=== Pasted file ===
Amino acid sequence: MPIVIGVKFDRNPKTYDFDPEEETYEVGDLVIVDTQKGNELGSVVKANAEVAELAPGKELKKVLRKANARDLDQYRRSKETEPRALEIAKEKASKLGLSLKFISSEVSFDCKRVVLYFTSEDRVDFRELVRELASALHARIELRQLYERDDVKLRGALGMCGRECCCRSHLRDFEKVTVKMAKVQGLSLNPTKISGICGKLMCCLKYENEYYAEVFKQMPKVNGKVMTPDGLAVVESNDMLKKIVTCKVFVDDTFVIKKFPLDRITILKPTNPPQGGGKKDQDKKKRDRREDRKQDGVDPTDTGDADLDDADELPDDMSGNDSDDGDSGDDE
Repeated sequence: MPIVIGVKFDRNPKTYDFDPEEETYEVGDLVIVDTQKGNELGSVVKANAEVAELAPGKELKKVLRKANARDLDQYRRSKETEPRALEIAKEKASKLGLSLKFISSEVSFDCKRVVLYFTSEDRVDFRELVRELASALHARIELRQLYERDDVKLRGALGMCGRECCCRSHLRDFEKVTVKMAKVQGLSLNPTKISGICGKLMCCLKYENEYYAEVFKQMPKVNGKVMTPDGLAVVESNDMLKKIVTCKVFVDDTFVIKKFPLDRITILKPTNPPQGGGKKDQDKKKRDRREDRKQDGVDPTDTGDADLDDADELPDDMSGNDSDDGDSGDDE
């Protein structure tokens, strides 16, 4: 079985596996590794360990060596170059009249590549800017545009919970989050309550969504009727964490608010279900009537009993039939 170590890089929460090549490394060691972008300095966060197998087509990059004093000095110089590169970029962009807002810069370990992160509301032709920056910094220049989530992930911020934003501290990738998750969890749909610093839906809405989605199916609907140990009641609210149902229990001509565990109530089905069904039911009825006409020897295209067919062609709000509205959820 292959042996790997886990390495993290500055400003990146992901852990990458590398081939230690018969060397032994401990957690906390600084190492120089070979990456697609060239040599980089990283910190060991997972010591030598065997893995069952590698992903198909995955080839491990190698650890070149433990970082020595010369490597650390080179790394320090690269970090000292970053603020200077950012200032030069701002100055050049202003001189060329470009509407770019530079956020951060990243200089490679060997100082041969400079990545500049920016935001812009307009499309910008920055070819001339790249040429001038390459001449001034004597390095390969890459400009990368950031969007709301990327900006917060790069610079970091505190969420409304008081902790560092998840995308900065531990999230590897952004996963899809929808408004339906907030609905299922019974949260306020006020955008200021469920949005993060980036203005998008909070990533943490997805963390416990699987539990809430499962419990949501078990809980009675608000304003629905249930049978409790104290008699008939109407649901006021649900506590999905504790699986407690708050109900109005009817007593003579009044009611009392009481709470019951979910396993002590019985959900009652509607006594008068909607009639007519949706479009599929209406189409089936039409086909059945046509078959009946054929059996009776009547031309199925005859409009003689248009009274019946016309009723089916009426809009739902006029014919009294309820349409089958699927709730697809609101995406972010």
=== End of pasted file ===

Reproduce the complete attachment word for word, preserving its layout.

Amino acid sequence: MPIVIGVKFDRNPKTYDFDPEEETYEVGDLVIVDTQKGNELGSVVKANAEVAELAPGKELKKVLRKANARDLDQYRRSKETEPRALEIAKEKASKLGLSLKFISSEVSFDCKRVVLYFTSEDRVDFRELVRELASALHARIELRQLYERDDVKLRGALGMCGRECCCRSHLRDFEKVTVKMAKVQGLSLNPTKISGICGKLMCCLKYENEYYAEVFKQMPKVNGKVMTPDGLAVVESNDMLKKIVTCKVFVDDTFVIKKFPLDRITILKPTNPPQGGGKKDQDKKKRDRREDRKQDGVDPTDTGDADLDDADELPDDMSGNDSDDGDSGDDE
Repeated sequence: MPIVIGVKFDRNPKTYDFDPEEETYEVGDLVIVDTQKGNELGSVVKANAEVAELAPGKELKKVLRKANARDLDQYRRSKETEPRALEIAKEKASKLGLSLKFISSEVSFDCKRVVLYFTSEDRVDFRELVRELASALHARIELRQLYERDDVKLRGALGMCGRECCCRSHLRDFEKVTVKMAKVQGLSLNPTKISGICGKLMCCLKYENEYYAEVFKQMPKVNGKVMTPDGLAVVESNDMLKKIVTCKVFVDDTFVIKKFPLDRITILKPTNPPQGGGKKDQDKKKRDRREDRKQDGVDPTDTGDADLDDADELPDDMSGNDSDDGDSGDDE
């Protein structure tokens, strides 16, 4: 079985596996590794360990060596170059009249590549800017545009919970989050309550969504009727964490608010279900009537009993039939 170590890089929460090549490394060691972008300095966060197998087509990059004093000095110089590169970029962009807002810069370990992160509301032709920056910094220049989530992930911020934003501290990738998750969890749909610093839906809405989605199916609907140990009641609210149902229990001509565990109530089905069904039911009825006409020897295209067919062609709000509205959820 292959042996790997886990390495993290500055400003990146992901852990990458590398081939230690018969060397032994401990957690906390600084190492120089070979990456697609060239040599980089990283910190060991997972010591030598065997893995069952590698992903198909995955080839491990190698650890070149433990970082020595010369490597650390080179790394320090690269970090000292970053603020200077950012200032030069701002100055050049202003001189060329470009509407770019530079956020951060990243200089490679060997100082041969400079990545500049920016935001812009307009499309910008920055070819001339790249040429001038390459001449001034004597390095390969890459400009990368950031969007709301990327900006917060790069610079970091505190969420409304008081902790560092998840995308900065531990999230590897952004996963899809929808408004339906907030609905299922019974949260306020006020955008200021469920949005993060980036203005998008909070990533943490997805963390416990699987539990809430499962419990949501078990809980009675608000304003629905249930049978409790104290008699008939109407649901006021649900506590999905504790699986407690708050109900109005009817007593003579009044009611009392009481709470019951979910396993002590019985959900009652509607006594008068909607009639007519949706479009599929209406189409089936039409086909059945046509078959009946054929059996009776009547031309199925005859409009003689248009009274019946016309009723089916009426809009739902006029014919009294309820349409089958699927709730697809609101995406972010």